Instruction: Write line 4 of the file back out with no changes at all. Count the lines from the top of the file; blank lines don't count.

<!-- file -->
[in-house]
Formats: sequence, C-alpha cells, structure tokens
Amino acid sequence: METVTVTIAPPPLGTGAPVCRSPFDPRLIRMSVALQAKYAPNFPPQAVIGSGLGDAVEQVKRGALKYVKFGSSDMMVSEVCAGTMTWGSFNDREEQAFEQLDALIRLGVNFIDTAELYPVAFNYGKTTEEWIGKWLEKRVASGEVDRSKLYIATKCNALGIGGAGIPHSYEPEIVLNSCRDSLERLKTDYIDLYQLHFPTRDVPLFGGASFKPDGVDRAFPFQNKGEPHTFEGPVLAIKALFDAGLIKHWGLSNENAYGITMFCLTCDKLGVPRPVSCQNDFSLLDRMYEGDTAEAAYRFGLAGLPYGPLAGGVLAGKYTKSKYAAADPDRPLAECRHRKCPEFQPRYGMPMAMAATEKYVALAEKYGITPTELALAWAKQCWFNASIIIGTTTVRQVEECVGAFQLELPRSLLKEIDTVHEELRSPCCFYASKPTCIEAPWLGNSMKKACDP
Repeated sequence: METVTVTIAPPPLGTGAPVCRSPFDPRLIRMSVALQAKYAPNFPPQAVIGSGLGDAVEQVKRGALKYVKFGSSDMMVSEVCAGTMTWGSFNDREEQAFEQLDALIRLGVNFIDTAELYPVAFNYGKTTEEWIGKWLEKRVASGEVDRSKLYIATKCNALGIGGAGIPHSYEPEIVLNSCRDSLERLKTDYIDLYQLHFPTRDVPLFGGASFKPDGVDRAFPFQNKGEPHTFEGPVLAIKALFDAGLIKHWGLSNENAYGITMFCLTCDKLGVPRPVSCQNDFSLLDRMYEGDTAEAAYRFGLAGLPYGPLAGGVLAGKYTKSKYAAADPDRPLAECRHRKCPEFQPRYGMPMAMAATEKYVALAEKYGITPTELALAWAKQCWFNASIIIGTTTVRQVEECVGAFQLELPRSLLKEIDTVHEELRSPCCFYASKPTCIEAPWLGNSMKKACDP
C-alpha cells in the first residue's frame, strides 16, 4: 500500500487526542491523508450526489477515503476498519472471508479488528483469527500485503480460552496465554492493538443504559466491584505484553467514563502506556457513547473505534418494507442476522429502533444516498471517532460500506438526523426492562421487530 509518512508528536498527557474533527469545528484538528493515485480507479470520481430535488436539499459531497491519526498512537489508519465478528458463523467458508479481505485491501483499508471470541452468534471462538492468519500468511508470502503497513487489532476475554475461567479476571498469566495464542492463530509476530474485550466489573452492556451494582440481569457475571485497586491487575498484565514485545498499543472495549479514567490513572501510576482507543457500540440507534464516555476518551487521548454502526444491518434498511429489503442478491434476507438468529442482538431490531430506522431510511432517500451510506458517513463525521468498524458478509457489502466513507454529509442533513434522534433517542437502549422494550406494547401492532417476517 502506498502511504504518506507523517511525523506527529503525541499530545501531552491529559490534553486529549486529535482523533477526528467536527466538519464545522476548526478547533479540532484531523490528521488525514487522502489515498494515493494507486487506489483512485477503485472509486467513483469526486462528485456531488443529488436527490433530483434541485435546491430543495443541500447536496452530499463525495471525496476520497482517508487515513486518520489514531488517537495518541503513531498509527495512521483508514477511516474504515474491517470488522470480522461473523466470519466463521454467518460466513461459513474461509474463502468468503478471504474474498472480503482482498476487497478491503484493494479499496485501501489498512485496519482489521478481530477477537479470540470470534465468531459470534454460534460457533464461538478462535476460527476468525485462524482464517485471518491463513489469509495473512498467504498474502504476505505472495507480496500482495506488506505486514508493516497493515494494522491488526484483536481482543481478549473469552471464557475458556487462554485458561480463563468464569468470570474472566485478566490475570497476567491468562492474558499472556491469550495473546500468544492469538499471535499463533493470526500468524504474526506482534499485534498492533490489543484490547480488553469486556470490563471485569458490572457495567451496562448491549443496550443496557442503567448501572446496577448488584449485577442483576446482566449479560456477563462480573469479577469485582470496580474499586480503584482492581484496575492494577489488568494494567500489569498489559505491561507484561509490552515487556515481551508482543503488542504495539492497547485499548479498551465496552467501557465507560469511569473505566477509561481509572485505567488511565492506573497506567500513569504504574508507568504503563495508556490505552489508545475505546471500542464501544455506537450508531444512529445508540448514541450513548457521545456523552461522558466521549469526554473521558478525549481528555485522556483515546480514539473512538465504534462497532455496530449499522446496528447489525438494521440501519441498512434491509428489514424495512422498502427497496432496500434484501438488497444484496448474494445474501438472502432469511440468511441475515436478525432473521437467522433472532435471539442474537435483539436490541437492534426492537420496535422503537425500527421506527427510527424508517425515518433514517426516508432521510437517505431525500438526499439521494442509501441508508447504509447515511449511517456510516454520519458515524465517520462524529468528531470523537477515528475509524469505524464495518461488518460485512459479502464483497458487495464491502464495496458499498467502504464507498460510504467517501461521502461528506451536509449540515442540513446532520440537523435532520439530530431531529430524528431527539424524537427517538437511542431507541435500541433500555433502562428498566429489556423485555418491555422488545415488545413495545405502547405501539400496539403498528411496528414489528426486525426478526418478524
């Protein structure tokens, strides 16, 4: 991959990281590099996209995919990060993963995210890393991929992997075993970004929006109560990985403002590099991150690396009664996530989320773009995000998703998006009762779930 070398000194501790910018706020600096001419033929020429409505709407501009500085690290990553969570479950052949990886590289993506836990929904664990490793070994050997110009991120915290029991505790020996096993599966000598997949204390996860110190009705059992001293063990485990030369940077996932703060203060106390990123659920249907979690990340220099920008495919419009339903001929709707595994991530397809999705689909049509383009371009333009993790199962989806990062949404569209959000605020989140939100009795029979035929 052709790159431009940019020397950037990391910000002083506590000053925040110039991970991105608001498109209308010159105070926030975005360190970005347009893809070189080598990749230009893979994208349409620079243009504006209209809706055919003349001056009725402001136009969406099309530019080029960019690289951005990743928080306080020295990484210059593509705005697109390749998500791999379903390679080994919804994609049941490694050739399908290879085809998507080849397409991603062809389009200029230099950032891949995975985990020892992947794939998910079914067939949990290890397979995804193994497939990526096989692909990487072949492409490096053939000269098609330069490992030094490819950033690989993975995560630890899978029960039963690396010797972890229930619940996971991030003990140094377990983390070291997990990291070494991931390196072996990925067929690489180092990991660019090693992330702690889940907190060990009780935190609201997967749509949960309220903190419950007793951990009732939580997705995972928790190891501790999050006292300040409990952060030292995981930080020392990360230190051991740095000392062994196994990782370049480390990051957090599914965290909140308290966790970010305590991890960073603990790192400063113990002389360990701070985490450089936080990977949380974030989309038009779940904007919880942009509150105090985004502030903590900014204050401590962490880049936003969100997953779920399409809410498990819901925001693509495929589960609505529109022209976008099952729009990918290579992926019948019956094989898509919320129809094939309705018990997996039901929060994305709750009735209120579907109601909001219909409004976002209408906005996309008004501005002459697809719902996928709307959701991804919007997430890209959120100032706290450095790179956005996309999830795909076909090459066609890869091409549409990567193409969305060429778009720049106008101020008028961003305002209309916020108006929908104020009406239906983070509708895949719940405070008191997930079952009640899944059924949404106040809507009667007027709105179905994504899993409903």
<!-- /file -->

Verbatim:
Repeated sequence: METVTVTIAPPPLGTGAPVCRSPFDPRLIRMSVALQAKYAPNFPPQAVIGSGLGDAVEQVKRGALKYVKFGSSDMMVSEVCAGTMTWGSFNDREEQAFEQLDALIRLGVNFIDTAELYPVAFNYGKTTEEWIGKWLEKRVASGEVDRSKLYIATKCNALGIGGAGIPHSYEPEIVLNSCRDSLERLKTDYIDLYQLHFPTRDVPLFGGASFKPDGVDRAFPFQNKGEPHTFEGPVLAIKALFDAGLIKHWGLSNENAYGITMFCLTCDKLGVPRPVSCQNDFSLLDRMYEGDTAEAAYRFGLAGLPYGPLAGGVLAGKYTKSKYAAADPDRPLAECRHRKCPEFQPRYGMPMAMAATEKYVALAEKYGITPTELALAWAKQCWFNASIIIGTTTVRQVEECVGAFQLELPRSLLKEIDTVHEELRSPCCFYASKPTCIEAPWLGNSMKKACDP